Confused by parts of the websites, I call frequently.  I talk to polite, professional, helpful, knowledgeable people.  They admit that some parts of the process don’t make sense, and they help me through it.

In the 21st Century, they shouldn’t trust anything I say nor any of my documents; I understand the Source Verification Request business.  I look forward to the time when I can just send my CV and pay an investigation fee.

And I’m not complaining.

My most recent US state license involved my submitting the same information electronically 4 times and by registered mail 3 times.  And the people I dealt with on the phone weren’t nearly as polite as the Canadians.

If it’s not a problem, it’s not a problem

November 8, 2015

I couldn’t do any good with medication
I thought I would try education.
I said, “Now you’re full-grown
You can just leave it alone.
Avoid, if you can, operation.”

Synopsis: I’m a Family Practitioner from Sioux City, Iowa. In 2010 I danced back from the brink of burnout, and honoring a 1 year non-compete clause, travelled and worked in out-of-the-way places in Alaska, Nebraska, Iowa, and New Zealand. After three years working with a Community Health Center, I am back having adventures in temporary positions until they have an Electronic Medical Record (EMR) system I can get along with. I spent the winter in Nome, Alaska, followed by assignments in rural Iowa. This summer included a funeral, a bicycle tour in Michigan, cherry picking in Iowa, a medical conference in Denver, and two weeks a month working Urgent Care in suburban Pennsylvania. Any patient information has been included with permission.
When I get permission to write about patients, I usually say I won’t mention age or gender, but I like to talk about diagnosis. For the first patient of Halloween, however, I switched. I requested and received permission to mention age and gender and only vaguely refer to the problem.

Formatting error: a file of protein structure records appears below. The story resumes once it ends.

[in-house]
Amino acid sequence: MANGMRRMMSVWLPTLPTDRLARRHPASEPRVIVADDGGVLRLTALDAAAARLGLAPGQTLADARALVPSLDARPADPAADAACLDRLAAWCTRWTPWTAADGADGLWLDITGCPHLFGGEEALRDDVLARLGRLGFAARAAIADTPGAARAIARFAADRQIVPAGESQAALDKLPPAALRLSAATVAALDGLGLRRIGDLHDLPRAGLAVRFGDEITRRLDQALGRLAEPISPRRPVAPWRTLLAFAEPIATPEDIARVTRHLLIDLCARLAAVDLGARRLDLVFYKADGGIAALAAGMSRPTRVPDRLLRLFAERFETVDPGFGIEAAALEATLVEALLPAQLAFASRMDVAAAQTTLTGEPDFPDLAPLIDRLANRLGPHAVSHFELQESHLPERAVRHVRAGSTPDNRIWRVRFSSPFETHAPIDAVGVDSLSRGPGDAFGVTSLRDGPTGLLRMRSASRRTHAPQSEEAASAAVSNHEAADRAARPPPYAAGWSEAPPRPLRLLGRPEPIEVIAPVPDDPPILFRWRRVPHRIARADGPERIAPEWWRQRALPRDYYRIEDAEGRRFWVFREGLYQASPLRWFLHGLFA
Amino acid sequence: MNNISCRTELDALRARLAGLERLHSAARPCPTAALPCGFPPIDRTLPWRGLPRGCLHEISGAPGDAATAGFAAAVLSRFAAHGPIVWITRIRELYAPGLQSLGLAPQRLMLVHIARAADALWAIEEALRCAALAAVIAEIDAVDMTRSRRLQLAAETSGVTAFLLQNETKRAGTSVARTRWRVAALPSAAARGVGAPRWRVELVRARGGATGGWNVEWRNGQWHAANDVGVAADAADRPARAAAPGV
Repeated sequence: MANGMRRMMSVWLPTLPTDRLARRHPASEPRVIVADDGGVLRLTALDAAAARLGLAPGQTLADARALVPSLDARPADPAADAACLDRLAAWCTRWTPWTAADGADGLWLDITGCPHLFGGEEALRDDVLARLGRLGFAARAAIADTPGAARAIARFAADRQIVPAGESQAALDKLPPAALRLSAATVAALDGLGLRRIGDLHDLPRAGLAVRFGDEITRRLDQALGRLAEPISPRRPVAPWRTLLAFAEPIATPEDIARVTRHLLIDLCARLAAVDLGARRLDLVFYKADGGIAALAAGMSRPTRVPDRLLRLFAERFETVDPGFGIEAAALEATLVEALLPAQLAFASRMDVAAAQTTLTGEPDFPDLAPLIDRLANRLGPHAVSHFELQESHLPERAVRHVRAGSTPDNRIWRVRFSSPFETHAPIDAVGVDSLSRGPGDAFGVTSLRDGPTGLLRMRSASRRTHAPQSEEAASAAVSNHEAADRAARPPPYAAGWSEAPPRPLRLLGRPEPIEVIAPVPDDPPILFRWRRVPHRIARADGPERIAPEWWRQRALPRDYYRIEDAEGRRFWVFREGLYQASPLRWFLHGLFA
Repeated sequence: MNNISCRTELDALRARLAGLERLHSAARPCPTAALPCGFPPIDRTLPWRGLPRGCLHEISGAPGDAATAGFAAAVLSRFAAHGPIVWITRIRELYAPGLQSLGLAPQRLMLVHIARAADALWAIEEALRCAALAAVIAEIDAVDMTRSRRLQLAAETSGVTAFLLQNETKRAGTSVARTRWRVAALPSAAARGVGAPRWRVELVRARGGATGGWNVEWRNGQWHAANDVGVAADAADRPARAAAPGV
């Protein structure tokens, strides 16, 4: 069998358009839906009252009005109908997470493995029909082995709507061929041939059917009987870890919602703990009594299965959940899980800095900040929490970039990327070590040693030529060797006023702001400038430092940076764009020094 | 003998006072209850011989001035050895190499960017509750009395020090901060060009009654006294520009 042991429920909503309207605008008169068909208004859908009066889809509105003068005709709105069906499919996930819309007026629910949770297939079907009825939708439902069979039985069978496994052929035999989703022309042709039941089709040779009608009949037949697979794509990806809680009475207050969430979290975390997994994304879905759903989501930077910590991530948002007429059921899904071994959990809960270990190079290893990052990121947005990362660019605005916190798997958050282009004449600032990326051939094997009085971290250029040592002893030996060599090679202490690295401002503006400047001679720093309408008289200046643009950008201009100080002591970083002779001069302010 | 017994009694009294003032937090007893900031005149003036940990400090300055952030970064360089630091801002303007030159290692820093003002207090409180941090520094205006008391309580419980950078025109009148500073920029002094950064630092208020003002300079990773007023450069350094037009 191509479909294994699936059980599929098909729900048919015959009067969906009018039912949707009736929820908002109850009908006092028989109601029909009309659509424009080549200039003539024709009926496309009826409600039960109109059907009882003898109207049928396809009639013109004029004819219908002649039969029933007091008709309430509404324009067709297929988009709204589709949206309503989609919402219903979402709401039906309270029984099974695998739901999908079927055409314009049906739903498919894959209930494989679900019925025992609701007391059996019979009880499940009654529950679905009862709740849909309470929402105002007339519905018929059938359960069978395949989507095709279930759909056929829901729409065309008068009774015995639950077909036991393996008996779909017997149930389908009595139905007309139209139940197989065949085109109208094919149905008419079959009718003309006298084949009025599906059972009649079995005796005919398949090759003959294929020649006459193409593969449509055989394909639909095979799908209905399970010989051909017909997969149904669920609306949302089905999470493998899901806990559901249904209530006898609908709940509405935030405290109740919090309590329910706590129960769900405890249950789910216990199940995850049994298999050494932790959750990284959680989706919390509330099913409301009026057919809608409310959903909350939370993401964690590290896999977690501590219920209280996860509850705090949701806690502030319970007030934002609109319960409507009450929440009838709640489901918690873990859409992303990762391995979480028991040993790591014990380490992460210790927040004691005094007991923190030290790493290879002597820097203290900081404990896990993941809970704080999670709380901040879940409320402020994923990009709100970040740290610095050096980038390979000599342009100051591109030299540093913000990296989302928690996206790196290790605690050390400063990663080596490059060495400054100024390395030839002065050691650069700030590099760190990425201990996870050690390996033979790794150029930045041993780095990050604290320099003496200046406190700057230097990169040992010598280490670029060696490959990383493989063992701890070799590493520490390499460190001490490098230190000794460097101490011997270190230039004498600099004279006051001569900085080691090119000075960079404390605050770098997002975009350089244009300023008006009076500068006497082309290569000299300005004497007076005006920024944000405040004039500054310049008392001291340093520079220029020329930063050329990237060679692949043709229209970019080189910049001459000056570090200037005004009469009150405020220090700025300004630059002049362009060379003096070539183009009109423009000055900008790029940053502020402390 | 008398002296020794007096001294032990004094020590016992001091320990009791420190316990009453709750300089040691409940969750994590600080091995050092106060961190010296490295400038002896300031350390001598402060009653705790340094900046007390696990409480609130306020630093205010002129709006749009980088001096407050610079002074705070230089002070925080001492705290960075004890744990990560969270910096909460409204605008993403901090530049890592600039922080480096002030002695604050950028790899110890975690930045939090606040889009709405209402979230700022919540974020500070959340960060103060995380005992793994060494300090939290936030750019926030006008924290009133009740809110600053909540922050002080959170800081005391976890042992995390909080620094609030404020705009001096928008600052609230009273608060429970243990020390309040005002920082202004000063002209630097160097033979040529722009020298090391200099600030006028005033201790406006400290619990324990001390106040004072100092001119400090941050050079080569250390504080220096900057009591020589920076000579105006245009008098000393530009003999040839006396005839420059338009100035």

Just looking at the active 71-year-old gave the diagnosis. But the diagnosis didn’t compromise function, and fixing it would have led to months of recuperation. Doctors only have four things we can do, I said. We can medicate, operate, educate, and manipulate. And none of those will improve your function. And with surgery, we always have a chance of making you worse. If it’s not a problem, I said, it’s not a problem. And trying to fix it will take you out of work.
We had a good discussion on second-stage careers. We both face problems of trying to slow down but not wanting to stop. We both revel in the activity, challenge, and socialization of work. And we both face the challenge of limiting hours in the face of high demand for services. And we both sometimes over-commit.
I recounted my experiences with a patient at another clinic, a mason who worked well into his 90’s. When I knew him, his personal integrity brought such high quality to his craftsmanship that he could charge whatever he wanted for her services. But by then, he didn’t work for love of money. He picked his jobs by the size.
As the day wore on, respiratory infections dominated the diagnostic landscape, with skin problems coming in second. An x-ray showed a fracture, another didn’t. I took out ticks, whole and by the piece. I laughed out loud when a patient referred to a particular horse as a “tick magnet.”
With so much Lyme disease prevalent in the tick population, any engorged tick, or tick bite of unknown duration gets presumptive Lyme disease treatment.
At the end of the evening, I drove country roads back to the hotel, hyper-alert for deer going into rut. When I walked past the front desk, the clerk asked me if I were a doctor today. When I figured out he viewed my scrubs as a costume, I laughed. Yes, I said, I’m a doctor today, and I was a doctor yesterday. And I took chocolates from the bucket on the counter.